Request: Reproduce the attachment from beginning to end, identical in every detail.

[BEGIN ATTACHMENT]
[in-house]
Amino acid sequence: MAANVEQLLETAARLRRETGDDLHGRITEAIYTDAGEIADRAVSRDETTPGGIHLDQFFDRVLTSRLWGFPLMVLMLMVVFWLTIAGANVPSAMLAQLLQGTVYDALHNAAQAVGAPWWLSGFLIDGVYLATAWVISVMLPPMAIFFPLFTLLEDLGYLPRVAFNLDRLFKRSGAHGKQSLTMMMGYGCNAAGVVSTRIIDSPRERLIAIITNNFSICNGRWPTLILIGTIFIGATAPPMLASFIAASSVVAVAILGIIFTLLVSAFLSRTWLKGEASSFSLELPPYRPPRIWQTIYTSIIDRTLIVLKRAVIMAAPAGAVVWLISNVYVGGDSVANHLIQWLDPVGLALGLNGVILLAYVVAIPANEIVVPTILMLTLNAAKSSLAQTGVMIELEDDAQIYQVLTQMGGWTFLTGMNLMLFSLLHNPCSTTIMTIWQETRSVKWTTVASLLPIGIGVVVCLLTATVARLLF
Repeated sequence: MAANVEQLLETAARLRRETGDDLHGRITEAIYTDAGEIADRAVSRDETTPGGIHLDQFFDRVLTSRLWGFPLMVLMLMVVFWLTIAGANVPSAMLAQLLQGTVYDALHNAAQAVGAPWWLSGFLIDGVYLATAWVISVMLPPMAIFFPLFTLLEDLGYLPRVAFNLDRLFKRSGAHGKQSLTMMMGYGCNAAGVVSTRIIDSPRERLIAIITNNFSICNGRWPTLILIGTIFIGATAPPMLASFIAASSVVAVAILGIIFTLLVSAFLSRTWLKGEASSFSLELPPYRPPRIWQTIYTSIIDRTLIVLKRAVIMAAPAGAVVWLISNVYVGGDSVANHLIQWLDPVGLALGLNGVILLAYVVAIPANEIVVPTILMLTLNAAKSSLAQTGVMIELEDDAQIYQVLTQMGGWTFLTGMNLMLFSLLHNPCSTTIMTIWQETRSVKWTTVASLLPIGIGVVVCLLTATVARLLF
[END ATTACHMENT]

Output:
[in-house]
Amino acid sequence: MAANVEQLLETAARLRRETGDDLHGRITEAIYTDAGEIADRAVSRDETTPGGIHLDQFFDRVLTSRLWGFPLMVLMLMVVFWLTIAGANVPSAMLAQLLQGTVYDALHNAAQAVGAPWWLSGFLIDGVYLATAWVISVMLPPMAIFFPLFTLLEDLGYLPRVAFNLDRLFKRSGAHGKQSLTMMMGYGCNAAGVVSTRIIDSPRERLIAIITNNFSICNGRWPTLILIGTIFIGATAPPMLASFIAASSVVAVAILGIIFTLLVSAFLSRTWLKGEASSFSLELPPYRPPRIWQTIYTSIIDRTLIVLKRAVIMAAPAGAVVWLISNVYVGGDSVANHLIQWLDPVGLALGLNGVILLAYVVAIPANEIVVPTILMLTLNAAKSSLAQTGVMIELEDDAQIYQVLTQMGGWTFLTGMNLMLFSLLHNPCSTTIMTIWQETRSVKWTTVASLLPIGIGVVVCLLTATVARLLF
Repeated sequence: MAANVEQLLETAARLRRETGDDLHGRITEAIYTDAGEIADRAVSRDETTPGGIHLDQFFDRVLTSRLWGFPLMVLMLMVVFWLTIAGANVPSAMLAQLLQGTVYDALHNAAQAVGAPWWLSGFLIDGVYLATAWVISVMLPPMAIFFPLFTLLEDLGYLPRVAFNLDRLFKRSGAHGKQSLTMMMGYGCNAAGVVSTRIIDSPRERLIAIITNNFSICNGRWPTLILIGTIFIGATAPPMLASFIAASSVVAVAILGIIFTLLVSAFLSRTWLKGEASSFSLELPPYRPPRIWQTIYTSIIDRTLIVLKRAVIMAAPAGAVVWLISNVYVGGDSVANHLIQWLDPVGLALGLNGVILLAYVVAIPANEIVVPTILMLTLNAAKSSLAQTGVMIELEDDAQIYQVLTQMGGWTFLTGMNLMLFSLLHNPCSTTIMTIWQETRSVKWTTVASLLPIGIGVVVCLLTATVARLLF